feature to create a rough cut. After iMovie
HD gets you partway there, take the wheel
and drive the rest of the way.
Is it magic? Hardly. But Magic iMovie
is a fast way to spray some finish on your
Notes: To use Magic iMovie, you must be using a
DV or HDV camera; you can’t use an iSight or
MPEG-4 camera with Magic iMovie. And if you just
want to copy a tape to a DVD and don’t need transitions, titles, or a music soundtrack, check out the
OneStep DVD feature in iDVD (page 299).
Step 3 (optional).
To make a Magic iMovie, connect and turn on your DV or HDV camcorder (page 226). Then put iMovie HD to work.
Specify music soundtrack settings and click OK.
Step 1.
Step 4.
To see songs from a specific playlist, choose
the playlist’s name.
Choose Make a Magic iMovie from the File menu, and give your new
movie project a name. If necessary, specify the desired video format
(see page 224).
Step 2.
Specify Magic iMovie settings.
If you know that the
footage you want
occupies just a
portion of the tape,
check this option
and specify how
many minutes of
video to capture.
The Magic iMovie
feature also stops
importing video
when it encounters
ten seconds of blank
tape or when it
reaches the very
end of the tape.
To add a transition
between every clip,
check this box and
choose a transition.
Tip: Keep it tasteful
and avoid the
Random option.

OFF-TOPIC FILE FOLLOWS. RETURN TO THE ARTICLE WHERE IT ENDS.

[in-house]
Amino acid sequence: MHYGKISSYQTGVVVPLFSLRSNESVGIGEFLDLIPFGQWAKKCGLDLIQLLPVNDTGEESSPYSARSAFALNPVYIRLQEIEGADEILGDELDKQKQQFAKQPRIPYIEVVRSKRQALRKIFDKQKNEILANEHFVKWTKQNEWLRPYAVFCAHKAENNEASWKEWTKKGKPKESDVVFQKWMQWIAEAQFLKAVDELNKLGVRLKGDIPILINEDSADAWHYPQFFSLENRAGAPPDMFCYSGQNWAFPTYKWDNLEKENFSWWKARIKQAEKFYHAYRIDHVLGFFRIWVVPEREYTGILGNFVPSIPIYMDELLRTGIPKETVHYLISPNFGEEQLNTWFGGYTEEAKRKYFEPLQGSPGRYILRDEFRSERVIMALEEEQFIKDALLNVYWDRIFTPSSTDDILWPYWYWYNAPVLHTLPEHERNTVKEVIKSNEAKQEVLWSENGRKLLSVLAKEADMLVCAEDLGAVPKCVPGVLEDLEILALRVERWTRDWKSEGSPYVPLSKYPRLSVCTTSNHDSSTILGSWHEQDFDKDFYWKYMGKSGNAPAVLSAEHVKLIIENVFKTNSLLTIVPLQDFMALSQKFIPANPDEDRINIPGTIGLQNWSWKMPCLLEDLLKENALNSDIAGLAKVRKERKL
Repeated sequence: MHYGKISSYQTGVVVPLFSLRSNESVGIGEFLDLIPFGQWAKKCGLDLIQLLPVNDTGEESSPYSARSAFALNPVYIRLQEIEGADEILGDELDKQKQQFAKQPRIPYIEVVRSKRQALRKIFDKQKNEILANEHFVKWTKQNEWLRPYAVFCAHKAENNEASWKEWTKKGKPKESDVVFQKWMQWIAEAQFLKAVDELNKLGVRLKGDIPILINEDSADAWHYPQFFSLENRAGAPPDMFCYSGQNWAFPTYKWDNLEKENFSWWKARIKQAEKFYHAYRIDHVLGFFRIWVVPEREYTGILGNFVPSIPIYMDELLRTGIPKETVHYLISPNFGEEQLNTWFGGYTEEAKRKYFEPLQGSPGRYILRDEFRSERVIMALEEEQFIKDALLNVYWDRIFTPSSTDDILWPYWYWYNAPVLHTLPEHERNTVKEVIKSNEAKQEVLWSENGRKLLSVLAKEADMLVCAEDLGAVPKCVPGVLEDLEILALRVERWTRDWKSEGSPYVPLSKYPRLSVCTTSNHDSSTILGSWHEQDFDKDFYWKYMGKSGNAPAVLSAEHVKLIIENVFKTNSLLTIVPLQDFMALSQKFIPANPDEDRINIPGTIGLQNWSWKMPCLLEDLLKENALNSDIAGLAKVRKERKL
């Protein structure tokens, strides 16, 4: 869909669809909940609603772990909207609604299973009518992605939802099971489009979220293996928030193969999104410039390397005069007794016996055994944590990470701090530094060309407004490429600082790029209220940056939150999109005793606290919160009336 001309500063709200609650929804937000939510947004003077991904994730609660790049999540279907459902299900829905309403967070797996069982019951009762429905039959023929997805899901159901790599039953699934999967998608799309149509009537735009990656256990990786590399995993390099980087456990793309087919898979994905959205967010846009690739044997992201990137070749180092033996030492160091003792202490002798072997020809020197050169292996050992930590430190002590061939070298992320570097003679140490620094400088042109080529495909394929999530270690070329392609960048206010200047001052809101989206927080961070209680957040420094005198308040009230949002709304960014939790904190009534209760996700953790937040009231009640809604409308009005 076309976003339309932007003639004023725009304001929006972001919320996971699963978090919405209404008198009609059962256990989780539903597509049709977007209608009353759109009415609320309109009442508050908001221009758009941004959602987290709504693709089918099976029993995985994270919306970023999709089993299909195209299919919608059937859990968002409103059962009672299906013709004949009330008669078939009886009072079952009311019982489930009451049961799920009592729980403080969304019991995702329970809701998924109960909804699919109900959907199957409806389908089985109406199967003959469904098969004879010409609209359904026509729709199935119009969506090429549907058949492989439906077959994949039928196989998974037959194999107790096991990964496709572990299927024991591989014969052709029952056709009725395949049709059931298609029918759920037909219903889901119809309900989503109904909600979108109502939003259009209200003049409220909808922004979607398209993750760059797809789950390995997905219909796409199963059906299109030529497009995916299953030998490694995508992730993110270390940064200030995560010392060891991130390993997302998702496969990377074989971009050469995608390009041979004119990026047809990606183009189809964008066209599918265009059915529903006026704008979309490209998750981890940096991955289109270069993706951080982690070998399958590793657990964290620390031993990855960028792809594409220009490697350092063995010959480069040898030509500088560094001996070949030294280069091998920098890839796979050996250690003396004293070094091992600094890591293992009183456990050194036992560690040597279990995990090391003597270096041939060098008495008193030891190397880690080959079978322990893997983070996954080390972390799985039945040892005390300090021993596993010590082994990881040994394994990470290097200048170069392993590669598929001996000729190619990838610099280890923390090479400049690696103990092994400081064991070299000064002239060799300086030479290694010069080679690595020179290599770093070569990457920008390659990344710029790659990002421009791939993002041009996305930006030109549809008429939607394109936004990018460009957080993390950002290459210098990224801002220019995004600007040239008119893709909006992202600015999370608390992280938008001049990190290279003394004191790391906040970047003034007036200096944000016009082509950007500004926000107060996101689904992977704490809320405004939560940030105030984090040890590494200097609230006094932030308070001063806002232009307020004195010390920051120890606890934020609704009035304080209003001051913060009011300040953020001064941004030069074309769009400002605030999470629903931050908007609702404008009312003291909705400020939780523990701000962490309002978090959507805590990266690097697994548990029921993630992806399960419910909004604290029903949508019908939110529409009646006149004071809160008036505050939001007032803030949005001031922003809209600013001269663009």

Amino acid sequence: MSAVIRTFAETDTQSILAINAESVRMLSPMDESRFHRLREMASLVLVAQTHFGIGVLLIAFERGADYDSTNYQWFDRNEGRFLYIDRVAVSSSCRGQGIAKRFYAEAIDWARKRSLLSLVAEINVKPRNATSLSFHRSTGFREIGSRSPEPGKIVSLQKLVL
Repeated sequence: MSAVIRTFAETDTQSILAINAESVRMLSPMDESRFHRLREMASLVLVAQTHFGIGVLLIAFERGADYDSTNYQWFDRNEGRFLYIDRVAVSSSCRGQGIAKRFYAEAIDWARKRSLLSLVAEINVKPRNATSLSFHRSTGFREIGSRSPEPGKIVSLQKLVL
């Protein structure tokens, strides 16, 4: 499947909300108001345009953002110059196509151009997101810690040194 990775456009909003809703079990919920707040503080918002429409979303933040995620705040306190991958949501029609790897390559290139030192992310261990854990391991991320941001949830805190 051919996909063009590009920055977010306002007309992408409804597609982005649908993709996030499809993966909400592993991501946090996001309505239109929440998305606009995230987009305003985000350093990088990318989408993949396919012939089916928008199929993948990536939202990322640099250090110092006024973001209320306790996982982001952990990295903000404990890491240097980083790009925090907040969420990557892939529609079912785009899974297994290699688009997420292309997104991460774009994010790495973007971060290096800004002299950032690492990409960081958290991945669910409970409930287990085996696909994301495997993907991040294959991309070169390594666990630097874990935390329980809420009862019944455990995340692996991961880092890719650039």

Turn off this option
if you want to start
capturing scenes in
the middle of your
Your movie’s opening title will contain
this text, so keep
it short.
You can rearrange songs after you’ve added them
by dragging them up and down.
To set the volume of your
music soundtrack, use the
volume slider in the Choose
Music dialog box. If your video
contains dialog or other important audio, set the level fairly
low to keep the music from
overwhelming the other audio.
Or, if your video contains nothing but wind noise and car
horns, set the slider at Music
Only to have iMovie HD mute
the audio from your footage.
As with anything Magic iMovie
does, you can change the volume level later if you like. For
details on working with audio
levels, see page 246.
Click Create.
iMovie HD captures your video
and prepares the movie.
Magic iMovie: Editing on Autopilot
But sometimes you just want fast
results. It’s Sunday afternoon, and your visiting relatives are (finally!) preparing to go
home. You shot some video of the kids at
the beach earlier that day, and you want to
send everyone home with a freshly burned
DVD. You can’t spend hours in the editing
room—you want a movie now.